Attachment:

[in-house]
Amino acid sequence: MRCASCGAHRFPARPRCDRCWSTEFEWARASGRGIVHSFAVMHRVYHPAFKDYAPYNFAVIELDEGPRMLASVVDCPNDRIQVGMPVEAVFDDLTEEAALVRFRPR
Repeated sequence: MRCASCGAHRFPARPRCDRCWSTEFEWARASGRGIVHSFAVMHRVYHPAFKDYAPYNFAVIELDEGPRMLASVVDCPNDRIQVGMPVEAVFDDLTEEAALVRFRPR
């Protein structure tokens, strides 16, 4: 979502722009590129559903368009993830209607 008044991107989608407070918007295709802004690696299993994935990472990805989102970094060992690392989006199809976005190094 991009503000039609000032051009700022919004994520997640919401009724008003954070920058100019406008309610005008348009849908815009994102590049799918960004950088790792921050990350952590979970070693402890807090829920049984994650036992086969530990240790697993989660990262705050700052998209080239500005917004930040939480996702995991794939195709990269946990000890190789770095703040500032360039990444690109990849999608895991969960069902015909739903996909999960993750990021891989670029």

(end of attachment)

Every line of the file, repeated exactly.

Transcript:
[in-house]
Amino acid sequence: MRCASCGAHRFPARPRCDRCWSTEFEWARASGRGIVHSFAVMHRVYHPAFKDYAPYNFAVIELDEGPRMLASVVDCPNDRIQVGMPVEAVFDDLTEEAALVRFRPR
Repeated sequence: MRCASCGAHRFPARPRCDRCWSTEFEWARASGRGIVHSFAVMHRVYHPAFKDYAPYNFAVIELDEGPRMLASVVDCPNDRIQVGMPVEAVFDDLTEEAALVRFRPR
């Protein structure tokens, strides 16, 4: 979502722009590129559903368009993830209607 008044991107989608407070918007295709802004690696299993994935990472990805989102970094060992690392989006199809976005190094 991009503000039609000032051009700022919004994520997640919401009724008003954070920058100019406008309610005008348009849908815009994102590049799918960004950088790792921050990350952590979970070693402890807090829920049984994650036992086969530990240790697993989660990262705050700052998209080239500005917004930040939480996702995991794939195709990269946990000890190789770095703040500032360039990444690109990849999608895991969960069902015909739903996909999960993750990021891989670029």